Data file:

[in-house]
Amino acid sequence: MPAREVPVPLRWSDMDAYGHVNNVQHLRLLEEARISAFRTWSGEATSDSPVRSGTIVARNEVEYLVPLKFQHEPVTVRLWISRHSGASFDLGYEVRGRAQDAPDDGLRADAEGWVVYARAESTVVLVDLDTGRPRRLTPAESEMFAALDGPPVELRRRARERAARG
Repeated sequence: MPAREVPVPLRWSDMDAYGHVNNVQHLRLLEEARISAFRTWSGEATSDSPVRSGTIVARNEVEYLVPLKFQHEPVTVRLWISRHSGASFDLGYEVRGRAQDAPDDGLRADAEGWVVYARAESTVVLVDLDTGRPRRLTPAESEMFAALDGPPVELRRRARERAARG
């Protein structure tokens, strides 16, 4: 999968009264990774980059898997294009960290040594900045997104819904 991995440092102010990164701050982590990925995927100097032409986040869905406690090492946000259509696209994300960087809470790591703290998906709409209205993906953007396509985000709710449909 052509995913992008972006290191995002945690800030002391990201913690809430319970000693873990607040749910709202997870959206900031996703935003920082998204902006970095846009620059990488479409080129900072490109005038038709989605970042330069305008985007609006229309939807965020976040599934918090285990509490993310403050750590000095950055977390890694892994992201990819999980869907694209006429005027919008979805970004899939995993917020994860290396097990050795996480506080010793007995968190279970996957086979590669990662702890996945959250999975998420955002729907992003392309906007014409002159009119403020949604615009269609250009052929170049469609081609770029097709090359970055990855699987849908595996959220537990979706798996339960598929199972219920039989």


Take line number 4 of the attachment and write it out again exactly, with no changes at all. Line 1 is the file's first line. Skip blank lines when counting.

């Protein structure tokens, strides 16, 4: 999968009264990774980059898997294009960290040594900045997104819904 991995440092102010990164701050982590990925995927100097032409986040869905406690090492946000259509696209994300960087809470790591703290998906709409209205993906953007396509985000709710449909 052509995913992008972006290191995002945690800030002391990201913690809430319970000693873990607040749910709202997870959206900031996703935003920082998204902006970095846009620059990488479409080129900072490109005038038709989605970042330069305008985007609006229309939807965020976040599934918090285990509490993310403050750590000095950055977390890694892994992201990819999980869907694209006429005027919008979805970004899939995993917020994860290396097990050795996480506080010793007995968190279970996957086979590669990662702890996945959250999975998420955002729907992003392309906007014409002159009119403020949604615009269609250009052929170049469609081609770029097709090359970055990855699987849908595996959220537990979706798996339960598929199972219920039989």